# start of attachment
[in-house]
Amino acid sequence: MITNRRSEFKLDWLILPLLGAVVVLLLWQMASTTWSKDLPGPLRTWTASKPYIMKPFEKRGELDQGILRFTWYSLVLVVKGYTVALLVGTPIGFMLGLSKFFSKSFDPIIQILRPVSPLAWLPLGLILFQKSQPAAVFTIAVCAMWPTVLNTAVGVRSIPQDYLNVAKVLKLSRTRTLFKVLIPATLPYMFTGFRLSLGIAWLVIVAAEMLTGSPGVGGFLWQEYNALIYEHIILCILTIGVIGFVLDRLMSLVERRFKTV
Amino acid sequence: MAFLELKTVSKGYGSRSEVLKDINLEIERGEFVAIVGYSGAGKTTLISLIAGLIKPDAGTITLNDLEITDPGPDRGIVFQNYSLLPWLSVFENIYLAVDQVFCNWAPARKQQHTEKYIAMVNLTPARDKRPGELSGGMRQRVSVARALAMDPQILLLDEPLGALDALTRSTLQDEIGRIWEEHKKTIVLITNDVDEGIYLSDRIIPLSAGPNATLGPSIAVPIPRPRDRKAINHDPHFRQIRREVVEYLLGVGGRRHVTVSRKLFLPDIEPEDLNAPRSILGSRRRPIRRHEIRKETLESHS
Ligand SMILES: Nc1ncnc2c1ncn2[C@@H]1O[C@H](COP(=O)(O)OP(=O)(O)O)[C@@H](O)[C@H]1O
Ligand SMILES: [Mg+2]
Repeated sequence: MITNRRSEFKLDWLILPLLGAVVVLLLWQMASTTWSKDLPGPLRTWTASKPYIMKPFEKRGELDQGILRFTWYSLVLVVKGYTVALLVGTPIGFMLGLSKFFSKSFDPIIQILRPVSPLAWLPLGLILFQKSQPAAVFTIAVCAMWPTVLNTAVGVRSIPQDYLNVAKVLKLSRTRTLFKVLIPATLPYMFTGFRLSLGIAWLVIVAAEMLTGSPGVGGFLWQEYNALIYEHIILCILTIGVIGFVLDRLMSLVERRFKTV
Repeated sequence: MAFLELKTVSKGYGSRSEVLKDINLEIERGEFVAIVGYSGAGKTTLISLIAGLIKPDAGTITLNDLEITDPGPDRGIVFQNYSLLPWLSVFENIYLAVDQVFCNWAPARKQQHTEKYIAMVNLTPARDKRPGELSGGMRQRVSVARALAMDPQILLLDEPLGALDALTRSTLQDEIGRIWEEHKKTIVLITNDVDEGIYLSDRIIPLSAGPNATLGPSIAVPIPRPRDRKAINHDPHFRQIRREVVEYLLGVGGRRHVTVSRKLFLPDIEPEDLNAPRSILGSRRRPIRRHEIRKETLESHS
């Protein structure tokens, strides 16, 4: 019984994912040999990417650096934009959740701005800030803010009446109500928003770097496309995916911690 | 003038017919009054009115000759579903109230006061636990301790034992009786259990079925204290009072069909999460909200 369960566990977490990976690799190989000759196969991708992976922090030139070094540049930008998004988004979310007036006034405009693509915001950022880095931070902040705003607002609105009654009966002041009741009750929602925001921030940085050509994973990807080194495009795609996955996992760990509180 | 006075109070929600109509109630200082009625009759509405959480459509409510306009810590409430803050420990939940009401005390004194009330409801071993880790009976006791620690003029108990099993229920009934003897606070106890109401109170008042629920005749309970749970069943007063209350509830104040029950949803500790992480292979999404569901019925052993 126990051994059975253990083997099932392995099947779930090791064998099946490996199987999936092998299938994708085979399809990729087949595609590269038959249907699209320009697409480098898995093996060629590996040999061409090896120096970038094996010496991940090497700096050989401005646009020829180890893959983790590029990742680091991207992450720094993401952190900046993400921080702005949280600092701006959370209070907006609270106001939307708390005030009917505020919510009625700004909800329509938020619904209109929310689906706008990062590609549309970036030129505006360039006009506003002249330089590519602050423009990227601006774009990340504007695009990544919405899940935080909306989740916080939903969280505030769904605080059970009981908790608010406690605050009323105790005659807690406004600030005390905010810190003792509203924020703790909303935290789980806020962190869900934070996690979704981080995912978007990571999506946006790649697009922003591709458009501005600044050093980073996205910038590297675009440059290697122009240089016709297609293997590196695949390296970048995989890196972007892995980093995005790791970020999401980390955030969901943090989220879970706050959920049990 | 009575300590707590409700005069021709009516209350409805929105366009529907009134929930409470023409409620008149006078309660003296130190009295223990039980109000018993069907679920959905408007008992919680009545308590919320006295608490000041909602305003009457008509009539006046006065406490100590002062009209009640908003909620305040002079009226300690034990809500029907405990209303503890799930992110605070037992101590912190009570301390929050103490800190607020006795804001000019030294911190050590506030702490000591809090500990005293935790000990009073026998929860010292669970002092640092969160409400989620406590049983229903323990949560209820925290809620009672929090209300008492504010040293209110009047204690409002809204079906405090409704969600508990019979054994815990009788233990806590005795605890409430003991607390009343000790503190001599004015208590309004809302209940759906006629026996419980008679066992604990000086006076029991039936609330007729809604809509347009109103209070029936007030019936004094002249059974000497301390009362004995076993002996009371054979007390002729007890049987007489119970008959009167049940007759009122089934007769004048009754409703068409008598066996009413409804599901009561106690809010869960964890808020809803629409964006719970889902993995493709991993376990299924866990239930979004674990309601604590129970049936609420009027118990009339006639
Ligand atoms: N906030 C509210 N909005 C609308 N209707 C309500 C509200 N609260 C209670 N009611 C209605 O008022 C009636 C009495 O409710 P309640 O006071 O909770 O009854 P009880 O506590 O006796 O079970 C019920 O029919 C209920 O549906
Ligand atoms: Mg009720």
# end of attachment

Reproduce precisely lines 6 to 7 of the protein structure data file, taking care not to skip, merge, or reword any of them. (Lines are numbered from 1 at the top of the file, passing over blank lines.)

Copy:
Repeated sequence: MITNRRSEFKLDWLILPLLGAVVVLLLWQMASTTWSKDLPGPLRTWTASKPYIMKPFEKRGELDQGILRFTWYSLVLVVKGYTVALLVGTPIGFMLGLSKFFSKSFDPIIQILRPVSPLAWLPLGLILFQKSQPAAVFTIAVCAMWPTVLNTAVGVRSIPQDYLNVAKVLKLSRTRTLFKVLIPATLPYMFTGFRLSLGIAWLVIVAAEMLTGSPGVGGFLWQEYNALIYEHIILCILTIGVIGFVLDRLMSLVERRFKTV
Repeated sequence: MAFLELKTVSKGYGSRSEVLKDINLEIERGEFVAIVGYSGAGKTTLISLIAGLIKPDAGTITLNDLEITDPGPDRGIVFQNYSLLPWLSVFENIYLAVDQVFCNWAPARKQQHTEKYIAMVNLTPARDKRPGELSGGMRQRVSVARALAMDPQILLLDEPLGALDALTRSTLQDEIGRIWEEHKKTIVLITNDVDEGIYLSDRIIPLSAGPNATLGPSIAVPIPRPRDRKAINHDPHFRQIRREVVEYLLGVGGRRHVTVSRKLFLPDIEPEDLNAPRSILGSRRRPIRRHEIRKETLESHS